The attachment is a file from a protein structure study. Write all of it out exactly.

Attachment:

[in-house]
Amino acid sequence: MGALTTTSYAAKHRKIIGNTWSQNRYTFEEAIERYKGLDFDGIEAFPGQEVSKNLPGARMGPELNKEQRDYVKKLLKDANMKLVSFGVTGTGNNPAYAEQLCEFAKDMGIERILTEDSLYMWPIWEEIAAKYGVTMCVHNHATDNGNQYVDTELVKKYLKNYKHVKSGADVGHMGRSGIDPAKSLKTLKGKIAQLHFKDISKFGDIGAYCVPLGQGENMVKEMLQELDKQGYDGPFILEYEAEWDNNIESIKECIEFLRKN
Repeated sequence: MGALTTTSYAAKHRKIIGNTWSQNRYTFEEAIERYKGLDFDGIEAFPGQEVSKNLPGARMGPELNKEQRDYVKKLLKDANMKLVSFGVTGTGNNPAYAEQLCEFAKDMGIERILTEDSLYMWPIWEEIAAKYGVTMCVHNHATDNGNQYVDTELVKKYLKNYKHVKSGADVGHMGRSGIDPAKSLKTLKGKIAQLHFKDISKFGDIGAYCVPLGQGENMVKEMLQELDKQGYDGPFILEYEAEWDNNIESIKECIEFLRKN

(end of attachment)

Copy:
[in-house]
Amino acid sequence: MGALTTTSYAAKHRKIIGNTWSQNRYTFEEAIERYKGLDFDGIEAFPGQEVSKNLPGARMGPELNKEQRDYVKKLLKDANMKLVSFGVTGTGNNPAYAEQLCEFAKDMGIERILTEDSLYMWPIWEEIAAKYGVTMCVHNHATDNGNQYVDTELVKKYLKNYKHVKSGADVGHMGRSGIDPAKSLKTLKGKIAQLHFKDISKFGDIGAYCVPLGQGENMVKEMLQELDKQGYDGPFILEYEAEWDNNIESIKECIEFLRKN
Repeated sequence: MGALTTTSYAAKHRKIIGNTWSQNRYTFEEAIERYKGLDFDGIEAFPGQEVSKNLPGARMGPELNKEQRDYVKKLLKDANMKLVSFGVTGTGNNPAYAEQLCEFAKDMGIERILTEDSLYMWPIWEEIAAKYGVTMCVHNHATDNGNQYVDTELVKKYLKNYKHVKSGADVGHMGRSGIDPAKSLKTLKGKIAQLHFKDISKFGDIGAYCVPLGQGENMVKEMLQELDKQGYDGPFILEYEAEWDNNIESIKECIEFLRKN